In this matter, I find that the Respondent’s contentions are without merit. Consistent with the Act, the plain language of Article 18, section b expressly recognizes that local negotiations over compressed work schedules at the local level may take place and does not prohibit such negotiation on behalf of employees in any department, including correctional services. See Agency Exhibt 5 (providing that “[t]he parties at the national level agree that requests for flexible and/or compressed work schedules may be negotiated at the local level”); see also DOL, 59 FLRA at 134 (Chairman Cabaniss concurring)(indicating that the Authority has consistently “held that the implementation and administration of alternative work schedules is fully negotiable, subject only to the [Act] or other laws superseding the Act, and without regard to management rights under the Statute”).  The plain wording of sections d and g also do not limit section b in any way. Specifically, Article 18, section d does not reference section b or address compressed work schedules. Rather, section d merely provides that, to prepare a quarterly roster for correctional services employees, the Agency shall post a blank roster detailing available assignments and shifts that such employees can bid on, and a roster committee comprised of both Agency and Union representatives will formulate roster assignments. Section g relates to sick and annual positions without any reference to compressed work schedules.                                                                           
           Further, the Respondent’s reliance on BOP v. FLRA is misplaced. In that case, BOP issued a memorandum providing that “the quarterly roster for each institution should include only those posts deemed ‘critical’ to the mission of that institution,” and BOP denied the union’s request to bargain over the implementation of its mission critical standard. BOP v. FLRA, 654 F.3d at 93. The D.C. Circuit held that Article 18, section d covered all disputes concerning rosters issued pursuant to that provision and that BOP was not required 
to bargain over its mission critical standard because rosters implementing that standard were “covered by” Article 18 of the parties’ agreement. Id. at 95-97. However, neither BOP v. FLRA nor the Authority’s related decisions addressed bargaining over compressed work schedules under Article 18, Section b of the parties’ agreement. Thus, I find that BOP v. FLRA is inapposite.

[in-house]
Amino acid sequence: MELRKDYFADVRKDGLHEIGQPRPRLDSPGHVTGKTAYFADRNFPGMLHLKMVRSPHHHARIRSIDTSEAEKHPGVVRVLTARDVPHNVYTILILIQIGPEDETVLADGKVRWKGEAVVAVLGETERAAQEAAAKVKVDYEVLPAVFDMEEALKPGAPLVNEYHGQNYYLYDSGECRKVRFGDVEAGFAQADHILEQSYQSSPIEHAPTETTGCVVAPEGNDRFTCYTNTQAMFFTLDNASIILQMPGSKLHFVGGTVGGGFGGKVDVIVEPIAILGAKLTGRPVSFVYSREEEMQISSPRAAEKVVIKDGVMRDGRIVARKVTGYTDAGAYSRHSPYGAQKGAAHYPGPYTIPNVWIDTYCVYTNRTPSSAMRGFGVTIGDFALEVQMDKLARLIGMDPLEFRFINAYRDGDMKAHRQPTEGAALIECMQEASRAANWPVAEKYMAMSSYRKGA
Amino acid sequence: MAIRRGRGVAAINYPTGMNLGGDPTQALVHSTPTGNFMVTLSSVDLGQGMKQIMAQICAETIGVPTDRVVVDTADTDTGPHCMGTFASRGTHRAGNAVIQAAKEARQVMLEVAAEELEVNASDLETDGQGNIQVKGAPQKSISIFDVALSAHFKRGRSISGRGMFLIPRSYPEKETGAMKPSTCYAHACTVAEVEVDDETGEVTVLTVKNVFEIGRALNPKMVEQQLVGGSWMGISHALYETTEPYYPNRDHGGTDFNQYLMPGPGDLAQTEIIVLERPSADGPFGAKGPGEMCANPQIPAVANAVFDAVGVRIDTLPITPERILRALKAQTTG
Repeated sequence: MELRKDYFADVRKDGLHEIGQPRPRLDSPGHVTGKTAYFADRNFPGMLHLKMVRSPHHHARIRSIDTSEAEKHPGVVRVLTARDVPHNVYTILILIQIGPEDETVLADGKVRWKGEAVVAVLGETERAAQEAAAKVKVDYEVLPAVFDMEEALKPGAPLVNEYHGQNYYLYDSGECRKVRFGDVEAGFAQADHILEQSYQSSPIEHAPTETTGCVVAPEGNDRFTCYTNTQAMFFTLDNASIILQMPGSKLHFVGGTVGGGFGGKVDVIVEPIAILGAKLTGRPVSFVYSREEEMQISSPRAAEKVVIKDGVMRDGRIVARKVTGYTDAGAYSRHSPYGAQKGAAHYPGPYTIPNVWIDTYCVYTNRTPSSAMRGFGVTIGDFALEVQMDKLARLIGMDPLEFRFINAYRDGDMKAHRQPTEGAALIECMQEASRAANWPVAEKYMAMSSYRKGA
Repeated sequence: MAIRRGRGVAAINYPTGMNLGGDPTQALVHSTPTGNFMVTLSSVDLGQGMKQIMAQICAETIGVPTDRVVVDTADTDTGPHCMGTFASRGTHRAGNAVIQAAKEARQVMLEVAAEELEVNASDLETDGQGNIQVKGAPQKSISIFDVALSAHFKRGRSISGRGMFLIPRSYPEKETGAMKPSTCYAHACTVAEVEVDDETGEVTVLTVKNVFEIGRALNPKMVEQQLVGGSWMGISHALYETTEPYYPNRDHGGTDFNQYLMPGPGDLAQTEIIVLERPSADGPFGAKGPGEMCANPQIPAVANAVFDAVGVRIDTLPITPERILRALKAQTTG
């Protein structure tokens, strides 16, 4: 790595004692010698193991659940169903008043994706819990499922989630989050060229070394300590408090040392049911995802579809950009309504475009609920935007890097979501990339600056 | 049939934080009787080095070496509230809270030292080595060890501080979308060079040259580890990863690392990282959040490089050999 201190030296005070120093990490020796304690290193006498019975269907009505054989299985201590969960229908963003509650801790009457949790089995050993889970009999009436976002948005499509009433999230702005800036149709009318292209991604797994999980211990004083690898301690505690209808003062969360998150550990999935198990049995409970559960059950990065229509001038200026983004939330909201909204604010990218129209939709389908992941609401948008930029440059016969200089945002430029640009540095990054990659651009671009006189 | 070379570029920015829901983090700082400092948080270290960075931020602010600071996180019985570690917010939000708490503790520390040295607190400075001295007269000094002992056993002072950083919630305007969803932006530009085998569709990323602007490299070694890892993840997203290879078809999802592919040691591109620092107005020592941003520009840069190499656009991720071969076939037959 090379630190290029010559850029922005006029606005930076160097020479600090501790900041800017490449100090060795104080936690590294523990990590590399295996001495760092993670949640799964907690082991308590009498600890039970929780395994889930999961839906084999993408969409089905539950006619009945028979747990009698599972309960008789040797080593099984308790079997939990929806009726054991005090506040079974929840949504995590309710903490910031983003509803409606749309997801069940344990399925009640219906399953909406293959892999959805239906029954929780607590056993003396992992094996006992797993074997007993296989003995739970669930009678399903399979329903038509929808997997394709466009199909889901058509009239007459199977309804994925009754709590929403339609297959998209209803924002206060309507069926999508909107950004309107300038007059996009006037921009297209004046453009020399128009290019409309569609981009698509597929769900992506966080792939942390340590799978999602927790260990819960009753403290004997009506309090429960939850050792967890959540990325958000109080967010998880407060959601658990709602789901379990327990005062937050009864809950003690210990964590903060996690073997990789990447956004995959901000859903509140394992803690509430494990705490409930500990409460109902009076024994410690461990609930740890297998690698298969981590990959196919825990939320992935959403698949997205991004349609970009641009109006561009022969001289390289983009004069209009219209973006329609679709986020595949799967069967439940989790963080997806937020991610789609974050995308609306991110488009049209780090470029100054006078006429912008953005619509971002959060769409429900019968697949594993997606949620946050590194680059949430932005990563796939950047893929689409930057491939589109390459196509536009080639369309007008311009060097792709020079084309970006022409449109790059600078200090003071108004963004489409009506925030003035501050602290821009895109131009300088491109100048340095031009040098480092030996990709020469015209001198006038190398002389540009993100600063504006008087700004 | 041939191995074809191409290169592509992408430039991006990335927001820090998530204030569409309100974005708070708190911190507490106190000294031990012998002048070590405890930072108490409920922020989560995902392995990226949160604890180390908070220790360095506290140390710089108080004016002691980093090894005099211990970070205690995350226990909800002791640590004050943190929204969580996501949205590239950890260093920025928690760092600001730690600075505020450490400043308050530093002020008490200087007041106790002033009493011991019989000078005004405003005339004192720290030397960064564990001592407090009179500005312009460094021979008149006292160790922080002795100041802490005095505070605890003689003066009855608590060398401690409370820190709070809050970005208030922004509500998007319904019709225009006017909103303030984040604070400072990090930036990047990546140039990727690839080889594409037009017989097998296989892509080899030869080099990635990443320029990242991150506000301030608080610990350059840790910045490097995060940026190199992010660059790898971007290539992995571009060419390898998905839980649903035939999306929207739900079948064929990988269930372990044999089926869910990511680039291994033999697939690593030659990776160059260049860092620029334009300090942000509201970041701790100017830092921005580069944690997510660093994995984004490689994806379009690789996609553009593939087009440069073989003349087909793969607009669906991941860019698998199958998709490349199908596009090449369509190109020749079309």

Consequently, I find that the Respondent has not raised a valid “covered by” defense. See U.S. Dep’t of HUD,66 FLRA 106, 109 (2011) (indicating that “the Authority has declined to find a matter ‘covered by’ an agreement [when] the agreement specifically contemplates bargaining”); DOE, 56 FLRA at 12-13 (finding that, based on the wording of bargaining provisions and “the parties’ practices pursuant to their agreement,” the respondent failed to raise a valid “covered by” defense); cf. U.S. DOJ, Fed. BOP, FCI, Fairton, N.J.,62 FLRA 187, 189-90 (2007) (determining that the respondent established a “covered by” defense because the plain language of a particular article allowed the respondent “to change work assignments on the same shift without notice,” and another article, which required the employer, in assigning work, to comply with Authority precedent, did not alter such language). Accordingly, I conclude that the Respondent violated § 7116(a)(1) and (5) of the Statute by refusing to bargain with the Union over compressed work schedules for Morning Watch housing unit employees in correctional services. DOE, 56 FLRA at 13. 

Remedy
 
As requested by the General Counsel, I will order an appropriate cease and desist order to be signed by the Warden. In accordance with the Authority’s recent decision that unfair labor practice notices should, as a matter of course, be posted on bulletin boards and electronically whenever an agency uses such methods to communicate with bargaining unit employees, such postings are ordered. See U.S. DOJ, Fed. BOP, Fed. Transfer Ctr., Okla. City, Okla., 67 FLRA 221 (2014).   
 
ORDER
 
Having found that the Respondent violated the Statute as alleged in the complaint, I hereby dismiss the Respondent’s Motion for Summary Judgment and grant the General Counsel’s Motion for Summary Judgment.